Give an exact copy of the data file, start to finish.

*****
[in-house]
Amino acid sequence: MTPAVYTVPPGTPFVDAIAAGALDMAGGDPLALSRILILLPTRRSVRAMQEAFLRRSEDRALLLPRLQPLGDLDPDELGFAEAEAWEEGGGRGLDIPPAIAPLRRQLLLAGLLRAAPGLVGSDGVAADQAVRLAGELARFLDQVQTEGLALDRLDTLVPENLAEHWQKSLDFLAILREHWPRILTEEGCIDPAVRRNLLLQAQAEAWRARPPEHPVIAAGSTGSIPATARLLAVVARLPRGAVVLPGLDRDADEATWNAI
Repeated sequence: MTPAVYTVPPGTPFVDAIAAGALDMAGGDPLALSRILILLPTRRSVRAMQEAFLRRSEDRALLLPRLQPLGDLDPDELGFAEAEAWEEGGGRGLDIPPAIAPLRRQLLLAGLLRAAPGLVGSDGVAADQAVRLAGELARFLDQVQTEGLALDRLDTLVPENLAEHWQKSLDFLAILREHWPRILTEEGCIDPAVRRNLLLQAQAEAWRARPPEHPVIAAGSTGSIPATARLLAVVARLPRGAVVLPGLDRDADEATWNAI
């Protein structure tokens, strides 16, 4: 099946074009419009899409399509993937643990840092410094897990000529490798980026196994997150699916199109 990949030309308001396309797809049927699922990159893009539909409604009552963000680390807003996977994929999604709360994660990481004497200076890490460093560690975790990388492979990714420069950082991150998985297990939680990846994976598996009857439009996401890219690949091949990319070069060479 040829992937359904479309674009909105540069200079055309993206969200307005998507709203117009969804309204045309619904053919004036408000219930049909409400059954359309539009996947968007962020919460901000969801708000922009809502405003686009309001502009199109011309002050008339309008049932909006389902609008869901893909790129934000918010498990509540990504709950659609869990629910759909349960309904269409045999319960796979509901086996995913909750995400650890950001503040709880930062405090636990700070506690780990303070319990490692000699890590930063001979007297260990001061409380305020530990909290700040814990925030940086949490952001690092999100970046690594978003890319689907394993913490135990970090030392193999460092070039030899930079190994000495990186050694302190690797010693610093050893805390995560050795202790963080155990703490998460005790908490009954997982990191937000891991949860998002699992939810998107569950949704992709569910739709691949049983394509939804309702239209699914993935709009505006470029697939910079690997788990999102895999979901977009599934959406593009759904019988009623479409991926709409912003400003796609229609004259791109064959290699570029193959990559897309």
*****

[in-house]
Amino acid sequence: MTPAVYTVPPGTPFVDAIAAGALDMAGGDPLALSRILILLPTRRSVRAMQEAFLRRSEDRALLLPRLQPLGDLDPDELGFAEAEAWEEGGGRGLDIPPAIAPLRRQLLLAGLLRAAPGLVGSDGVAADQAVRLAGELARFLDQVQTEGLALDRLDTLVPENLAEHWQKSLDFLAILREHWPRILTEEGCIDPAVRRNLLLQAQAEAWRARPPEHPVIAAGSTGSIPATARLLAVVARLPRGAVVLPGLDRDADEATWNAI
Repeated sequence: MTPAVYTVPPGTPFVDAIAAGALDMAGGDPLALSRILILLPTRRSVRAMQEAFLRRSEDRALLLPRLQPLGDLDPDELGFAEAEAWEEGGGRGLDIPPAIAPLRRQLLLAGLLRAAPGLVGSDGVAADQAVRLAGELARFLDQVQTEGLALDRLDTLVPENLAEHWQKSLDFLAILREHWPRILTEEGCIDPAVRRNLLLQAQAEAWRARPPEHPVIAAGSTGSIPATARLLAVVARLPRGAVVLPGLDRDADEATWNAI
């Protein structure tokens, strides 16, 4: 099946074009419009899409399509993937643990840092410094897990000529490798980026196994997150699916199109 990949030309308001396309797809049927699922990159893009539909409604009552963000680390807003996977994929999604709360994660990481004497200076890490460093560690975790990388492979990714420069950082991150998985297990939680990846994976598996009857439009996401890219690949091949990319070069060479 040829992937359904479309674009909105540069200079055309993206969200307005998507709203117009969804309204045309619904053919004036408000219930049909409400059954359309539009996947968007962020919460901000969801708000922009809502405003686009309001502009199109011309002050008339309008049932909006389902609008869901893909790129934000918010498990509540990504709950659609869990629910759909349960309904269409045999319960796979509901086996995913909750995400650890950001503040709880930062405090636990700070506690780990303070319990490692000699890590930063001979007297260990001061409380305020530990909290700040814990925030940086949490952001690092999100970046690594978003890319689907394993913490135990970090030392193999460092070039030899930079190994000495990186050694302190690797010693610093050893805390995560050795202790963080155990703490998460005790908490009954997982990191937000891991949860998002699992939810998107569950949704992709569910739709691949049983394509939804309702239209699914993935709009505006470029697939910079690997788990999102895999979901977009599934959406593009759904019988009623479409991926709409912003400003796609229609004259791109064959290699570029193959990559897309």